Most seed savers get started with a few large-seeded, easy-to-grow and harvest crops, like beans, corn, tomatoes, peppers, and squash. If you’re ready to take the next step in your seed-saving journey or have an adventurous spirit, you may be ready to tackle cabbage. Saving cabbage seed can be tricky for a couple of reasons, but it is doable. Keep reading to learn the steps to save seed from your favorite cabbage varieties.
Choose a Variety
To get viable seed, you want to grow an open-pollinated cabbage variety. All the cabbages we carry at SESE are open-pollinated. To learn more about what open-pollinated means, check out our post, What’s in a Seed: Open-Pollinated Vs. Hybrid Vs. GM.
Consider Isolation Distance
One of the tricky parts about saving seed from cabbages and other brassicas is that there are so many brassicas. This makes it difficult to save seed from more than one variety each year. For example, you may want to save seed from cabbage, but you can’t just isolate it from other cabbages. Cabbage will cross with kohlrabi, Brussels sprouts, broccoli, cauliflower, and kale!
To prevent this problem, all you need to do is only let one of your brassicas go to flower each year. Harvest the others before they bolt. Unlike many brassicas, cabbages are biennial, meaning they flower and set seed the second year. This can be helpful when preventing them from crossing with other seed crops.
If you’re determined to save seed from multiple brassicas or cabbage varieties, you’ll need to isolate them. For home use, isolate your cabbages by 1/8 of a mile. For pure seed, small plantings need to be isolated by 14 to 1/2 a mile!
Select Your Best Plants
When you save seed, you want to think about maintaining the quality of a variety or maybe even improving it each year. To do this, you should save seed from your best plants. You can consider disease resistance, drought tolerance, earliness, flavor, and more when selecting plants. Check out our blog post, Selecting Plant Characteristics, to learn more.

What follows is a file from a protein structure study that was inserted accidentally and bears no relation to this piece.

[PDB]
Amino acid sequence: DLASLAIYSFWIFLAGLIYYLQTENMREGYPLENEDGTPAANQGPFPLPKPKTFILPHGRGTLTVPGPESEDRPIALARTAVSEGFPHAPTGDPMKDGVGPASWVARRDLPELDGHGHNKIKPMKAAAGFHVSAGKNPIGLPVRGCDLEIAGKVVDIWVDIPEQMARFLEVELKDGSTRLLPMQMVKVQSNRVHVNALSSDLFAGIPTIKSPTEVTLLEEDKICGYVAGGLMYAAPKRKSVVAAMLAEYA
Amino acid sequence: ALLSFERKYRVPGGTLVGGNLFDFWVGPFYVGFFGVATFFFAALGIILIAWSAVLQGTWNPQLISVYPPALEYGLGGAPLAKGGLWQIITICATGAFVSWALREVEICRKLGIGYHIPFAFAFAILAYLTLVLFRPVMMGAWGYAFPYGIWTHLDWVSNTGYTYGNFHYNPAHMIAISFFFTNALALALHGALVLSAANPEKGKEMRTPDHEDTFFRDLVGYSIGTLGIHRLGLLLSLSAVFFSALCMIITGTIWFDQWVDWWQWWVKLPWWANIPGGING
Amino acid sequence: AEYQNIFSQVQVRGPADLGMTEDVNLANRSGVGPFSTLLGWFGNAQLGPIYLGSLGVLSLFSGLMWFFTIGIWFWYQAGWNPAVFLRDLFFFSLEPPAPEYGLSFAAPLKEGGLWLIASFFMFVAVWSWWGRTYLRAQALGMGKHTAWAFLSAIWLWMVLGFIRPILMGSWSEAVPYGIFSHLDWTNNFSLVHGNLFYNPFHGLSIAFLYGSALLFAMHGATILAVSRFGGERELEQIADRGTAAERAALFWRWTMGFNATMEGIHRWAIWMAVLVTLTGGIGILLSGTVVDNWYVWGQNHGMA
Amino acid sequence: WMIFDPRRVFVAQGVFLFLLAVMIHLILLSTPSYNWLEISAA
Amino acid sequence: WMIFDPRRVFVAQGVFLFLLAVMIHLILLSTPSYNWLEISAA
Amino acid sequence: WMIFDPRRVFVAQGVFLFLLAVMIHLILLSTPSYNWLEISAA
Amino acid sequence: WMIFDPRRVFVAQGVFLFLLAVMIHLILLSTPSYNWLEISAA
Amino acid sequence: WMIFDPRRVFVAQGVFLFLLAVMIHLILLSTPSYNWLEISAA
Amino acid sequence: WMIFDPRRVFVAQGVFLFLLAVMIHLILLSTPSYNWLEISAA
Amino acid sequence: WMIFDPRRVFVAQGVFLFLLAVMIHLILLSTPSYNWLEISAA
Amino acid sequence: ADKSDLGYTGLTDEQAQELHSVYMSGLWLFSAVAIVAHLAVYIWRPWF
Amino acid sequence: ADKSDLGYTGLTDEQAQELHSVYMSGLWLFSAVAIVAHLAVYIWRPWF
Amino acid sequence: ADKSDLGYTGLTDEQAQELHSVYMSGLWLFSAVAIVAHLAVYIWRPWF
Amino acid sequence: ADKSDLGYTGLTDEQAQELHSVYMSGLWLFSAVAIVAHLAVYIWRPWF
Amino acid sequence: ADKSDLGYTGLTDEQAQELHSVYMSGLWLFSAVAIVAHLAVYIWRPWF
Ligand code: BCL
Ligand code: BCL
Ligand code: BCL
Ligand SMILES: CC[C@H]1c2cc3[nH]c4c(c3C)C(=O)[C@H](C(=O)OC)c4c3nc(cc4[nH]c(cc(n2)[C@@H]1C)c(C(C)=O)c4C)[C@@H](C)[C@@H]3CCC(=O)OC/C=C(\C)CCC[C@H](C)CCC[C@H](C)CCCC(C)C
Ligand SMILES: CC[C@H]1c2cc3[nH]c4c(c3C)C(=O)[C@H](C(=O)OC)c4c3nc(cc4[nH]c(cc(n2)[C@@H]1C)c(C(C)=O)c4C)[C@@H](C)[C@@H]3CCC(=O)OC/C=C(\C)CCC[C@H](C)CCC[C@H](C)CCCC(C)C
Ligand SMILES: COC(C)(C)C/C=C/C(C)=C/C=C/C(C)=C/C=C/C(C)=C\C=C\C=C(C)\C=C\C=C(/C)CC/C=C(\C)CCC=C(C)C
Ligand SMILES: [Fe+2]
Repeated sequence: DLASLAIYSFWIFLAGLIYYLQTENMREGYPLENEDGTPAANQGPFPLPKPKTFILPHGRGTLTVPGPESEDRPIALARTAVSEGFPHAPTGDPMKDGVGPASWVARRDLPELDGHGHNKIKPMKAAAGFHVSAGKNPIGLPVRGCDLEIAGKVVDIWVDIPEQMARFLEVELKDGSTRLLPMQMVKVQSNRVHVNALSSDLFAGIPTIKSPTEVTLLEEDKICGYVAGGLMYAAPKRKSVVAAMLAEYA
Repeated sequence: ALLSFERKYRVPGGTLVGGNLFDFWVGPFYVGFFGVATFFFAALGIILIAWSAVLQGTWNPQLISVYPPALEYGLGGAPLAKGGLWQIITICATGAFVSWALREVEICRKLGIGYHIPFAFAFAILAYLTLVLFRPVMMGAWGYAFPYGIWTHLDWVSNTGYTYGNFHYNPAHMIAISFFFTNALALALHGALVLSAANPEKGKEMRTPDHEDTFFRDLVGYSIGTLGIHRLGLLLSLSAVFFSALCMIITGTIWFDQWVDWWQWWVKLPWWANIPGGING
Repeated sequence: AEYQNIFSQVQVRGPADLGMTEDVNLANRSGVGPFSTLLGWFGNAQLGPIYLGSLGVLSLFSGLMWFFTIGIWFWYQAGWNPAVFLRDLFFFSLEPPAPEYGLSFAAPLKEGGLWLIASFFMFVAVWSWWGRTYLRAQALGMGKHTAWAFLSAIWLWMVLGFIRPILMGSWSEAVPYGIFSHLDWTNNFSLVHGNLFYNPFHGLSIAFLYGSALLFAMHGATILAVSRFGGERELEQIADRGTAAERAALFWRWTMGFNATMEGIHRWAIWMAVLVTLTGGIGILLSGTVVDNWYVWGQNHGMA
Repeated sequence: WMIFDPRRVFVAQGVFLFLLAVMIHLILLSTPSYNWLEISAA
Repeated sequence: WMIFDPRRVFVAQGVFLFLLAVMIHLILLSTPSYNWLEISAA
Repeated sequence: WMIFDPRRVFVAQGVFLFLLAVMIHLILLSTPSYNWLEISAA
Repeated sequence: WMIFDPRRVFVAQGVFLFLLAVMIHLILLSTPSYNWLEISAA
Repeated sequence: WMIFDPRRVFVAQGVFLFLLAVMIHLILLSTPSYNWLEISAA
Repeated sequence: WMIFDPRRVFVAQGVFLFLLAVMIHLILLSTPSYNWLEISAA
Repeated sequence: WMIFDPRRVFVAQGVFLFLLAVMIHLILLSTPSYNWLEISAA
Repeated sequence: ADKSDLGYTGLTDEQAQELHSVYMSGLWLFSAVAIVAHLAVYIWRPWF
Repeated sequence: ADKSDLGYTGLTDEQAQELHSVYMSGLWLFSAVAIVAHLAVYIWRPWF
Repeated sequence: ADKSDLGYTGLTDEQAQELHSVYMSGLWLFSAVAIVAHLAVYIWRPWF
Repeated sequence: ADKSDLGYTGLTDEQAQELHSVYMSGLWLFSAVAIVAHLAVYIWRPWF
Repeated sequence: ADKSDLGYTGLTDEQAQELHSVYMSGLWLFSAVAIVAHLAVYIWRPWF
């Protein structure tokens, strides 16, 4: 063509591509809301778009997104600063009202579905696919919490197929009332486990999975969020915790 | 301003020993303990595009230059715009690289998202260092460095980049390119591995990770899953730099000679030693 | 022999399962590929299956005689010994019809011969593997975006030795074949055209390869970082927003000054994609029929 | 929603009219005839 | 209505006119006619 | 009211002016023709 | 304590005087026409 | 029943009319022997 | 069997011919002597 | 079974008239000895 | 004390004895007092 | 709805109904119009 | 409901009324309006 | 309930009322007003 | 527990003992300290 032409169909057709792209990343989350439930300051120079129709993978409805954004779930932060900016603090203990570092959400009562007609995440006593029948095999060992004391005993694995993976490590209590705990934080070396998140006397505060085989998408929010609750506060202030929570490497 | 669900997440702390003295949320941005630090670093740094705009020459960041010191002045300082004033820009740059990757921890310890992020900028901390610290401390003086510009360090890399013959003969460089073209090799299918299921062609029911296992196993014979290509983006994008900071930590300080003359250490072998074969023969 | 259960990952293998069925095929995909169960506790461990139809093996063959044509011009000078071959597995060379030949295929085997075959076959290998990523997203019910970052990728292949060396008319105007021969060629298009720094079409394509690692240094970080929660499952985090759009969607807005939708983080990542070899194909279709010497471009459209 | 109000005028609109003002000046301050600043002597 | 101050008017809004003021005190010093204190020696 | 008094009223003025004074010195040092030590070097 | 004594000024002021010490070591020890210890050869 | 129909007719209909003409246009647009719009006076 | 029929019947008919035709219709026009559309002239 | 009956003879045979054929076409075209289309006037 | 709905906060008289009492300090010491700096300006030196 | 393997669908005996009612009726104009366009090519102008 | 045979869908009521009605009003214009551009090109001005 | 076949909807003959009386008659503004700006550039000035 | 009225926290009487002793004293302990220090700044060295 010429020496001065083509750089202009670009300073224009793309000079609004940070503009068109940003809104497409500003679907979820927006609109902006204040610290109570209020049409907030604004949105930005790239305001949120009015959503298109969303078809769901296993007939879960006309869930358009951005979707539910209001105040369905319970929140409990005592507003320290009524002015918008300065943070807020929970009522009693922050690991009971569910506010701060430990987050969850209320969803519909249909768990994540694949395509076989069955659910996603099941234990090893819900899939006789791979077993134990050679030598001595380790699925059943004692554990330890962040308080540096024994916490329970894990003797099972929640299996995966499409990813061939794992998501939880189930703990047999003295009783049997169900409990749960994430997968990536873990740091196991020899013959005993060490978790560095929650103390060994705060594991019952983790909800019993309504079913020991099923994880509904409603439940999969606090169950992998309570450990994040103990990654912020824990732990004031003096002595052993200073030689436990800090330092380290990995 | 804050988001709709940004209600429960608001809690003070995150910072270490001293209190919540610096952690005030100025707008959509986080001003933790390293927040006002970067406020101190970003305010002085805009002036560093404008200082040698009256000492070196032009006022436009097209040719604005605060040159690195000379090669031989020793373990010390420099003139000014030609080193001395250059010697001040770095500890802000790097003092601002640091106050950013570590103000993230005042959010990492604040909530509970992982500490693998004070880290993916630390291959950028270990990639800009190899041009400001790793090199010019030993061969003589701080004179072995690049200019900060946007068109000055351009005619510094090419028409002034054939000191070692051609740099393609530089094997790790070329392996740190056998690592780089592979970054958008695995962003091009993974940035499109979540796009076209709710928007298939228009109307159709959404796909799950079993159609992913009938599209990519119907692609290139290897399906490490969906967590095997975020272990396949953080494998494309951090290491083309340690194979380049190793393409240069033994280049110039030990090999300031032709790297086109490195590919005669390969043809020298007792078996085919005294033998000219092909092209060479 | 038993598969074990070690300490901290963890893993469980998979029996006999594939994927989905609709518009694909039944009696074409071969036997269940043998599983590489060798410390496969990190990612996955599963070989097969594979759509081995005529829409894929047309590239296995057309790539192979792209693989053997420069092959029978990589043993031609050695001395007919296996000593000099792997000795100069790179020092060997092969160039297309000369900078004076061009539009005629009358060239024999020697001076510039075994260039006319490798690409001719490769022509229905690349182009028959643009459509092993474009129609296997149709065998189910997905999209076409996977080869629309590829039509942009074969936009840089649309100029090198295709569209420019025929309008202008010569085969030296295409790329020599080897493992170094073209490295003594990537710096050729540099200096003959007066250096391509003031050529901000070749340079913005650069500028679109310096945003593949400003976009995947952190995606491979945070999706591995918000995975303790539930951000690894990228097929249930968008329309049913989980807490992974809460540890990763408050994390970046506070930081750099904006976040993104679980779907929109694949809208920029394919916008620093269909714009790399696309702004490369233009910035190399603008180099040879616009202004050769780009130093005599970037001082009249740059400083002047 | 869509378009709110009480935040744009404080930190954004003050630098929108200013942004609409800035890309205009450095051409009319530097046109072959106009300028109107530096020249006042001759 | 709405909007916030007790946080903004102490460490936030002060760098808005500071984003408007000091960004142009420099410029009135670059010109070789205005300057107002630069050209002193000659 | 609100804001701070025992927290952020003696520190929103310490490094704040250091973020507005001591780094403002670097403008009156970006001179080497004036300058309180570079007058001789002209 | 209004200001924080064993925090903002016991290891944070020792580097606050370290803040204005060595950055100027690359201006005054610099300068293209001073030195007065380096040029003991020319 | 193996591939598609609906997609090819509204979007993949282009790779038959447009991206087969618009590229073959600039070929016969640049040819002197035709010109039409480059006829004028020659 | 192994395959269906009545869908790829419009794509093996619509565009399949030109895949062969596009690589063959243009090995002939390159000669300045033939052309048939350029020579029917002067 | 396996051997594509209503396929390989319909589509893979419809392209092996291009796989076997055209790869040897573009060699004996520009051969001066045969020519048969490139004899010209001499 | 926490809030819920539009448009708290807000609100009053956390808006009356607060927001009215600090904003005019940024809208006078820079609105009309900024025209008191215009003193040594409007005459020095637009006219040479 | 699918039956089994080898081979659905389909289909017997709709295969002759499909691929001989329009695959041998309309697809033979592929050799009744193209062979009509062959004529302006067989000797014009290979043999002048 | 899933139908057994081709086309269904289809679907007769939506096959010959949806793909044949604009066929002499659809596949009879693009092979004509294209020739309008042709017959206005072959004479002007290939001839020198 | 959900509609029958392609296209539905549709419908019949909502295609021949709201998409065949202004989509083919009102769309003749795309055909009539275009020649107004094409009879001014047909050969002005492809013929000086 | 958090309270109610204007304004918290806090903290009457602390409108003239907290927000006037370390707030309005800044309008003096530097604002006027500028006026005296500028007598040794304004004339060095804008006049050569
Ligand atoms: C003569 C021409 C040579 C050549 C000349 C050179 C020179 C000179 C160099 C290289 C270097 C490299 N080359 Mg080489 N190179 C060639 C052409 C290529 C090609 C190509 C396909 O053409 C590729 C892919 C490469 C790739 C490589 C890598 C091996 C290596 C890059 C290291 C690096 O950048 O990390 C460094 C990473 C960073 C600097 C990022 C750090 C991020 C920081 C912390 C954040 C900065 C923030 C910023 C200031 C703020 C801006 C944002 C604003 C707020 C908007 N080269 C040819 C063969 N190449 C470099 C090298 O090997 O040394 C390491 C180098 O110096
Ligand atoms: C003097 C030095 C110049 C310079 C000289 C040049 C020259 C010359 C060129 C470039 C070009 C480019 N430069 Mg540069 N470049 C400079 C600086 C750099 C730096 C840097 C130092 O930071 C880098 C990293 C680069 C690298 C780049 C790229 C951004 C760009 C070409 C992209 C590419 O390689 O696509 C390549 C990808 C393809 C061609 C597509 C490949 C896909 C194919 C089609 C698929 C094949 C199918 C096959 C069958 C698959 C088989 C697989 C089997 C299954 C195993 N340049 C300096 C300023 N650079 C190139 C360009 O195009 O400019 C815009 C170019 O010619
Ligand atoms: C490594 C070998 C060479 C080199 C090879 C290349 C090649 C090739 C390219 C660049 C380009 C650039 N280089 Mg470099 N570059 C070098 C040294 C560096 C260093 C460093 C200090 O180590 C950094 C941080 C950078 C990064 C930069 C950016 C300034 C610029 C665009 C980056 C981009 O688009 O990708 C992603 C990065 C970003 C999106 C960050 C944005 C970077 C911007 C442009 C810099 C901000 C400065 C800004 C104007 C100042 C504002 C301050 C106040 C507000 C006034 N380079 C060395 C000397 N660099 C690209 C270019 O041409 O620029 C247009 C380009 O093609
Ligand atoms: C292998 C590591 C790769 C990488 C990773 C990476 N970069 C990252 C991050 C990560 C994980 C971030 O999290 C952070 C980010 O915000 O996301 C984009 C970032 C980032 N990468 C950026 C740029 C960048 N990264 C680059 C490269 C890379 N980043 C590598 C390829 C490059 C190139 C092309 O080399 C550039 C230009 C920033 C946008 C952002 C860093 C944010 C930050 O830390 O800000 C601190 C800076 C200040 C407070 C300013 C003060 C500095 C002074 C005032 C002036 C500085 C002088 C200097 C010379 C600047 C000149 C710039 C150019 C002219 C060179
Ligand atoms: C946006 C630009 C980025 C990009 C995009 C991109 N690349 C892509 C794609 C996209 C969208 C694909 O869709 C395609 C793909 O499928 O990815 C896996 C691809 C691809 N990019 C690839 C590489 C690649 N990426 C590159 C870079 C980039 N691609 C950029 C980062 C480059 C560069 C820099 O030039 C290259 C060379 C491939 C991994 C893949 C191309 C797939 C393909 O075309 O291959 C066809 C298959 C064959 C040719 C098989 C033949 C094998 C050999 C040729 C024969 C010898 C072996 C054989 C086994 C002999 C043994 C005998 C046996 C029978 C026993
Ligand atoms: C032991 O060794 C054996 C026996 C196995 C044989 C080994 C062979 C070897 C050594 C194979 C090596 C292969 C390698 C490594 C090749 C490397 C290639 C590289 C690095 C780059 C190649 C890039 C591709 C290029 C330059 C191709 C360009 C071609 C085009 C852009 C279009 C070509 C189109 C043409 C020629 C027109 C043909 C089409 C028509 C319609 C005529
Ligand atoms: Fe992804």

You also want to ensure you save seed from enough plants to preserve viable genetics. For home use, five plants may be enough. However, to maintain a variety over a long period, you want to save seed from 20 to 50 plants each year.
Overwinter Your Cabbages
Cabbage is a biennial, meaning that it flowers and sets seed during its second year of life. To get your cabbage to set seed, you’ll need it to overwinter. In areas with 10 to 12 weeks of cool weather below 50°F that doesn’t regularly dip below 35°F, you can overwinter cabbages in the field.
If you live in a colder climate, you’ll need to overwinter your cabbages in a sheltered location. Dig them up and pot them in large containers filled with damp potting mix or sand. Leave the heads intact but trim off any loose or dying leaves. Keep the roots as intact as possible.
Move the containers into a root cellar or unheated basement, garage, or shed. Ideally, you want to keep them between 34 and 40°F. In the spring, plant them back out in the field. You may need to stake them.
Ensure Seeds are Fully Mature
You need to catch cabbage seeds at the right time. They won’t continue to mature once removed from the plant, so it’s crucial to ensure that the seed pods and the seeds inside become dry and brown. Don’t wait too long, though! Dry pods may begin to shatter and drop seeds, or birds may take them.
Harvest Your Seeds
It’s easiest to harvest seeds by cutting off entire branches. Then place them on an old sheet. You can use your hands to break the pods or thresh them by hitting them with a thick stick or rod. Mature seed should separate from the pods readily.
Store Your Seeds
Once seeds are fully dry they can be stored somewhere cool and dark in airtight containers. Cabbage seed should remain viable for several years. Learn how to do a simple germination test here.